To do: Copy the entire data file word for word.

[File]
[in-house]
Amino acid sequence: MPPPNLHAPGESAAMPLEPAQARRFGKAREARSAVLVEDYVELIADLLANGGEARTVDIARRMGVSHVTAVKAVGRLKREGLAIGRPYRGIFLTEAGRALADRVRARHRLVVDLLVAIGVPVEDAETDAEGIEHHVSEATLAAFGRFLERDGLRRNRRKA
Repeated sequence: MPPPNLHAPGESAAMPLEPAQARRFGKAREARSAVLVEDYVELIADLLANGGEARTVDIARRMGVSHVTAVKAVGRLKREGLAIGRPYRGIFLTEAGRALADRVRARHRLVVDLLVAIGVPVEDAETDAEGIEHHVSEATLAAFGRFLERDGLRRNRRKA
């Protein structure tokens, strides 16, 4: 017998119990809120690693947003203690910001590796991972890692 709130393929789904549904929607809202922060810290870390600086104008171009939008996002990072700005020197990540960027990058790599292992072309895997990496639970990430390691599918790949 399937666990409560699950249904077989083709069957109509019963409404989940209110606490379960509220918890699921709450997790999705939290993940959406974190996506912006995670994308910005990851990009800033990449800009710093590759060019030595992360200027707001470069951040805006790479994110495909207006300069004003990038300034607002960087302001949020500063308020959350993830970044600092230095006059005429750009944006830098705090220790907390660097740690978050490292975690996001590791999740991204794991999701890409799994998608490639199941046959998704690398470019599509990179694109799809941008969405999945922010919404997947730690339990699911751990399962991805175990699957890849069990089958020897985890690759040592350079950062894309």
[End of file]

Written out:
[in-house]
Amino acid sequence: MPPPNLHAPGESAAMPLEPAQARRFGKAREARSAVLVEDYVELIADLLANGGEARTVDIARRMGVSHVTAVKAVGRLKREGLAIGRPYRGIFLTEAGRALADRVRARHRLVVDLLVAIGVPVEDAETDAEGIEHHVSEATLAAFGRFLERDGLRRNRRKA
Repeated sequence: MPPPNLHAPGESAAMPLEPAQARRFGKAREARSAVLVEDYVELIADLLANGGEARTVDIARRMGVSHVTAVKAVGRLKREGLAIGRPYRGIFLTEAGRALADRVRARHRLVVDLLVAIGVPVEDAETDAEGIEHHVSEATLAAFGRFLERDGLRRNRRKA
């Protein structure tokens, strides 16, 4: 017998119990809120690693947003203690910001590796991972890692 709130393929789904549904929607809202922060810290870390600086104008171009939008996002990072700005020197990540960027990058790599292992072309895997990496639970990430390691599918790949 399937666990409560699950249904077989083709069957109509019963409404989940209110606490379960509220918890699921709450997790999705939290993940959406974190996506912006995670994308910005990851990009800033990449800009710093590759060019030595992360200027707001470069951040805006790479994110495909207006300069004003990038300034607002960087302001949020500063308020959350993830970044600092230095006059005429750009944006830098705090220790907390660097740690978050490292975690996001590791999740991204794991999701890409799994998608490639199941046959998704690398470019599509990179694109799809941008969405999945922010919404997947730690339990699911751990399962991805175990699957890849069990089958020897985890690759040592350079950062894309």